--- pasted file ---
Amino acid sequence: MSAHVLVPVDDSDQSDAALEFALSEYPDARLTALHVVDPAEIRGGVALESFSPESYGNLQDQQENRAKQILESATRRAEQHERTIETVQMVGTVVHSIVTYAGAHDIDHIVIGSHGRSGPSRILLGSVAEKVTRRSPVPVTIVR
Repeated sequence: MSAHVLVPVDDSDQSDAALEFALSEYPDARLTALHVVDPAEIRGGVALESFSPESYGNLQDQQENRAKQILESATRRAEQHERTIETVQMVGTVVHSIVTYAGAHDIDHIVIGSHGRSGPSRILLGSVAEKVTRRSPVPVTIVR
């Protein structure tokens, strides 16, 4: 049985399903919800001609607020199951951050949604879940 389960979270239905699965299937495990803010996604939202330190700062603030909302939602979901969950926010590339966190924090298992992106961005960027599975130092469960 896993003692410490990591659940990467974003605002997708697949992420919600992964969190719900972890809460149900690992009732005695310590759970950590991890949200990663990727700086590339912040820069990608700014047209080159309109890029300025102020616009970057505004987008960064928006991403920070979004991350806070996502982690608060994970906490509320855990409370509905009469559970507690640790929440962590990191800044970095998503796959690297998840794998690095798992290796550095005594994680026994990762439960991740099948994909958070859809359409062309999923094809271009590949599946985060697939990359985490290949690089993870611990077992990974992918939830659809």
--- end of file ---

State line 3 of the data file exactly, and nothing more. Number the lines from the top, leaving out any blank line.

């Protein structure tokens, strides 16, 4: 049985399903919800001609607020199951951050949604879940 389960979270239905699965299937495990803010996604939202330190700062603030909302939602979901969950926010590339966190924090298992992106961005960027599975130092469960 896993003692410490990591659940990467974003605002997708697949992420919600992964969190719900972890809460149900690992009732005695310590759970950590991890949200990663990727700086590339912040820069990608700014047209080159309109890029300025102020616009970057505004987008960064928006991403920070979004991350806070996502982690608060994970906490509320855990409370509905009469559970507690640790929440962590990191800044970095998503796959690297998840794998690095798992290796550095005594994680026994990762439960991740099948994909958070859809359409062309999923094809271009590949599946985060697939990359985490290949690089993870611990077992990974992918939830659809």